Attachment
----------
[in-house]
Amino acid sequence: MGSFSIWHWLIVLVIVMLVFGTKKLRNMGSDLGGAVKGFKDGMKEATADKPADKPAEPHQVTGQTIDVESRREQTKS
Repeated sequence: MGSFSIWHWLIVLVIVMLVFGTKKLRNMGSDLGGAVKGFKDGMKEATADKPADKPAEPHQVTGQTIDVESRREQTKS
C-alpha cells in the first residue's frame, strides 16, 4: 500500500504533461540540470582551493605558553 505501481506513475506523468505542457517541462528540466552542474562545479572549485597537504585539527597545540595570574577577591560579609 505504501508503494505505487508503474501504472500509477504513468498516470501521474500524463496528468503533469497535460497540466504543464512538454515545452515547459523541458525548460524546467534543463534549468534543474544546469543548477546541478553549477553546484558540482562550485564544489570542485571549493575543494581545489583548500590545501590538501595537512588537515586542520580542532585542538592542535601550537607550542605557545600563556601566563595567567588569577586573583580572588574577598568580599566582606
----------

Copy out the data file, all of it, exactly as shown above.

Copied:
[in-house]
Amino acid sequence: MGSFSIWHWLIVLVIVMLVFGTKKLRNMGSDLGGAVKGFKDGMKEATADKPADKPAEPHQVTGQTIDVESRREQTKS
Repeated sequence: MGSFSIWHWLIVLVIVMLVFGTKKLRNMGSDLGGAVKGFKDGMKEATADKPADKPAEPHQVTGQTIDVESRREQTKS
C-alpha cells in the first residue's frame, strides 16, 4: 500500500504533461540540470582551493605558553 505501481506513475506523468505542457517541462528540466552542474562545479572549485597537504585539527597545540595570574577577591560579609 505504501508503494505505487508503474501504472500509477504513468498516470501521474500524463496528468503533469497535460497540466504543464512538454515545452515547459523541458525548460524546467534543463534549468534543474544546469543548477546541478553549477553546484558540482562550485564544489570542485571549493575543494581545489583548500590545501590538501595537512588537515586542520580542532585542538592542535601550537607550542605557545600563556601566563595567567588569577586573583580572588574577598568580599566582606